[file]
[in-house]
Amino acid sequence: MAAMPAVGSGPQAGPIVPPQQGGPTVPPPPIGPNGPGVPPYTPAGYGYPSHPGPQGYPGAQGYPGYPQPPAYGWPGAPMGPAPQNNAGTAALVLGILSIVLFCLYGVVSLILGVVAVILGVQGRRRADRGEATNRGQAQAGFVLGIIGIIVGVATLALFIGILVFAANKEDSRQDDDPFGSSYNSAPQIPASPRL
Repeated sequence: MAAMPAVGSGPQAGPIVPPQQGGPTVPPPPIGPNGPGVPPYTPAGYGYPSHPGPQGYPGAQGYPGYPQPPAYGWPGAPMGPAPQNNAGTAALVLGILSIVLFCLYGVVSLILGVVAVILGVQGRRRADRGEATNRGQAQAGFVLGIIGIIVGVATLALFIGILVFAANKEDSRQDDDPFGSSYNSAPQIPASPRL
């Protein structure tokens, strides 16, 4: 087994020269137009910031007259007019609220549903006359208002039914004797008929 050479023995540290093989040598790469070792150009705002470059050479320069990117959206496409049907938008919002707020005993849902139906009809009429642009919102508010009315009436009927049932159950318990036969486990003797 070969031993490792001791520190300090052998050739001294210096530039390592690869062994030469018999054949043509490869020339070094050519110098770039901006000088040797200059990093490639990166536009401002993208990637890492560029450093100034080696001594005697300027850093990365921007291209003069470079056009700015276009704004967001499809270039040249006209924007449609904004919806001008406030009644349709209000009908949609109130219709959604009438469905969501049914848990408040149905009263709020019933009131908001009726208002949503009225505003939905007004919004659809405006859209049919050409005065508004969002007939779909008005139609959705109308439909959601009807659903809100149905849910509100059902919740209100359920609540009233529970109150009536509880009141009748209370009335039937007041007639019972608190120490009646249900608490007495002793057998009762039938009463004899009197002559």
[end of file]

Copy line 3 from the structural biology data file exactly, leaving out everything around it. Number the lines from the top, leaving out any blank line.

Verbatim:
Repeated sequence: MAAMPAVGSGPQAGPIVPPQQGGPTVPPPPIGPNGPGVPPYTPAGYGYPSHPGPQGYPGAQGYPGYPQPPAYGWPGAPMGPAPQNNAGTAALVLGILSIVLFCLYGVVSLILGVVAVILGVQGRRRADRGEATNRGQAQAGFVLGIIGIIVGVATLALFIGILVFAANKEDSRQDDDPFGSSYNSAPQIPASPRL